There’s something about cruiser motorcycles that the average motorcycles lack. We’re not just talking about those alluring, alpha vibes they give off, but more like along the lines of leisurely and laid back long-distance rides. Everybody seems to enjoy riding a heavy cruiser motorcycle. Or at least, that’s what it looks like from the viewpoints of bystanders. It’s no secret that cruisers are on the heavy side. If some experienced riders still struggle sometimes in handling or slow-riding them, then all the more for beginners like yourself.
Riding these giant machines becomes even harder when you’re at slow speeds and in tight areas. Truth is, the firsthand experience is not as easy as those iconic scenes we see in movies. But hey, this is exactly what we are here for. Below are some tips to help new riders on how to handle heavy motorcycles like cruisers and touring bikes.
1. Use the corner efficiently when changing lines
Cruisers are huge and heavy compared to most bikes, not to mention the increase in rearward weight distribution. As such, it’s only natural for an amateur rider to have a hard time changing lines or even braking mid-turn than when riding a sports bike. This infamous nature of cruiser motorcycles compels you to do better, as in, maximizing the corner through good line selection. This way, you can enjoy the additional options and flexibility in case of unforeseen changes in road conditions.
2. Look for a good parking space
You’d eventually need to park your cruiser, so knowing how proper parking pans out is crucial in handling your big bike. Keep an eye out for a parking space that has a flat surface with no inclination and prominent bumps. If it’s not entirely flat, then it better be an uphill chamber. Because if not, you’ll feel like your motorbike weighs heavier than normal while you put if off the stand. Also, steer clear of the center stand, rather, use the side stand.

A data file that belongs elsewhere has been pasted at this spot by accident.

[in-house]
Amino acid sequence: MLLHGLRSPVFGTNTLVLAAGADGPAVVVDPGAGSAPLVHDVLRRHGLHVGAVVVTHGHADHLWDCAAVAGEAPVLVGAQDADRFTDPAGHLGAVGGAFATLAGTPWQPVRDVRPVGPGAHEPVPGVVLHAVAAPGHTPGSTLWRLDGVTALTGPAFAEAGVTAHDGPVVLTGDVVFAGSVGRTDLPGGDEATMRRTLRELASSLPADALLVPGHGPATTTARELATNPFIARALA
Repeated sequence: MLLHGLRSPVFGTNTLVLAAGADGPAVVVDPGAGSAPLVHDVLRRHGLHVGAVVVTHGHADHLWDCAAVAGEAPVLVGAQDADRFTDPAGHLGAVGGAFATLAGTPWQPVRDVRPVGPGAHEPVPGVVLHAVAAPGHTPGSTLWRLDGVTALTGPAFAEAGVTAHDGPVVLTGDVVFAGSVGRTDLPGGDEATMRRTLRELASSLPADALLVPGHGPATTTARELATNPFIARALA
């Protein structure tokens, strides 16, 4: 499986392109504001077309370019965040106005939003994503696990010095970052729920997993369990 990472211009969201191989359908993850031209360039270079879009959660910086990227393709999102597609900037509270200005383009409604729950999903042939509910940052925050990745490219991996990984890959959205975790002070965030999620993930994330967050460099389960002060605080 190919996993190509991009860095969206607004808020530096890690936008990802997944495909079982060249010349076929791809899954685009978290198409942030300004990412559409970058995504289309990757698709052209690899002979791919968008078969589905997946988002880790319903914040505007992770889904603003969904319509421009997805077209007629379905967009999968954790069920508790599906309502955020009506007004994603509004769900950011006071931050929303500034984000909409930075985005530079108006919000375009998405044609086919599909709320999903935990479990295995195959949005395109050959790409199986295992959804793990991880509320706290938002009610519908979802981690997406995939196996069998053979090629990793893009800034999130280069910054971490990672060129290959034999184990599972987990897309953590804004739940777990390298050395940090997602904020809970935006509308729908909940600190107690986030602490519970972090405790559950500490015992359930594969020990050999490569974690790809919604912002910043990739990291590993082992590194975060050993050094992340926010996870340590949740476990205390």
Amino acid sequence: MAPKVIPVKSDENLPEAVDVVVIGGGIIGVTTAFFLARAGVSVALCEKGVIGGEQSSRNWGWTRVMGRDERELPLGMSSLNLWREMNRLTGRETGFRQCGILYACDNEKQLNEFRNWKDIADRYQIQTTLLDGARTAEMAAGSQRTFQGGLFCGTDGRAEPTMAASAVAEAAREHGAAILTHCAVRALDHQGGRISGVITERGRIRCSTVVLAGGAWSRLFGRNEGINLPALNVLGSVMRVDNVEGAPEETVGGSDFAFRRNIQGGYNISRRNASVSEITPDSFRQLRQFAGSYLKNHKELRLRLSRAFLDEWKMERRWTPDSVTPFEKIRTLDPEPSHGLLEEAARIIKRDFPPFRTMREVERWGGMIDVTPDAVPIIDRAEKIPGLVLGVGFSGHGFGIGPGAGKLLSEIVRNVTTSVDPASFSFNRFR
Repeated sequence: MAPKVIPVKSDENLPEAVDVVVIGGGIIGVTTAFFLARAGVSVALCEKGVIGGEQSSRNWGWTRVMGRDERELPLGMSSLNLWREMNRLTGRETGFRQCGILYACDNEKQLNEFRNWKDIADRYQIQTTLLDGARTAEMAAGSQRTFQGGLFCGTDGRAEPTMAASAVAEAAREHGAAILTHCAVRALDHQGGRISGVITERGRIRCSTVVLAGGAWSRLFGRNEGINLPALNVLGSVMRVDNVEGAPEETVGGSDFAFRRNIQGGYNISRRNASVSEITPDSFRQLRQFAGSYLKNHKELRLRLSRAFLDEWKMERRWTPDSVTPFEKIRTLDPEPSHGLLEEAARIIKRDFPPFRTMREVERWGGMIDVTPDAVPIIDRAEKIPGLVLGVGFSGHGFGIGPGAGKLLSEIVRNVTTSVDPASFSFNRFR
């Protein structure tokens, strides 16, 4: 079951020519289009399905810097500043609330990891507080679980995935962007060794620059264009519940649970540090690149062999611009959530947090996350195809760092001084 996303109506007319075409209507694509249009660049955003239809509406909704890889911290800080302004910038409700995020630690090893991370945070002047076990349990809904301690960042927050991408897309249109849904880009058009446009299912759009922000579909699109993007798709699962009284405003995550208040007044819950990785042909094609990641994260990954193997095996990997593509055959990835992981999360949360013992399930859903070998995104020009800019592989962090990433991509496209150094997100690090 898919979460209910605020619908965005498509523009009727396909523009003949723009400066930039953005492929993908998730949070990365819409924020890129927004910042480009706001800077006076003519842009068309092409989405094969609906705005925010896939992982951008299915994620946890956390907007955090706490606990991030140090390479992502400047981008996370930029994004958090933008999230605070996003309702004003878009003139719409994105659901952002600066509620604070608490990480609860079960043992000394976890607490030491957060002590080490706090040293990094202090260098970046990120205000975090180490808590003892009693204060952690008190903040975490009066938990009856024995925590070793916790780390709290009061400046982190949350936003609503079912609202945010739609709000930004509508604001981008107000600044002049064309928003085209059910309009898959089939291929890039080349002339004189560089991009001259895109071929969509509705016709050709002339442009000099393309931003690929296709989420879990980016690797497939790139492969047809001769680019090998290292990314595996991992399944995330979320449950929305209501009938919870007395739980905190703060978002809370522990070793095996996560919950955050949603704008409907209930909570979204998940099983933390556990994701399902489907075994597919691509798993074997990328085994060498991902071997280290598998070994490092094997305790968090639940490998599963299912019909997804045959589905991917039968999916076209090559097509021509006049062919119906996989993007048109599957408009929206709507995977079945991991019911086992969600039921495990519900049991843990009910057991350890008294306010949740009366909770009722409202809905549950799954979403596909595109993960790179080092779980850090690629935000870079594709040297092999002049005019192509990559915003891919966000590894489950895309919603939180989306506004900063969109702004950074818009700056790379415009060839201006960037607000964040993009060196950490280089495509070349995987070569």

3. Keep that head up
When you’re at a slow speed because of the traffic, don’t look down. Always keep your vision straight with your head upfront so you can get a clear view and understanding of the nearby traffic and where your next stop will be. And oh, while you’re off to a chill-paced ride, don’t forget to wear a cruiser helmet, not wearing one is plain suicide, a blogger has reviewed here. Trust me, the ride will be sweeter and smoother if you’re geared up properly.
4. Go easy on throttle and clutch
Cruiser motorcycles are known for power, unlike sportbikes that are more on transmission. So, when riding your cruiser, try not to put to much pressure when clutching and throttling. Maneuver smoothly so you’ll have better control over speed and handling. Besides, when riding at low speeds, you won’t need front brakes anyway. Otherwise, it may throw you off-balance because all the weight will go on the front suspension. To slow down, use rear brakes and when you’re at zero, place your feet on the ground for more leverage.
5. Use the right foot when turning
It’s simple – your left foot when turning left and your right foot when turning right. This trick makes turns much smoother and less difficult. It may sound odd but anchoring your foot on the side where you are having a sharp turn helps adjust your riding posture, thus, making the execution of the turn easy.
6. Lean on the side and sit straight
Tight turns mean maneuvering then tilting the cruiser to one side. As you take a tight turn, steer and tilt your motorcycle on the side of the foot to begin turning, then stretch your leg in the direction of the turn. This tilting technique helps in turning straight away. Also, when turning, always sit up straight so you can control and lean the bike properly.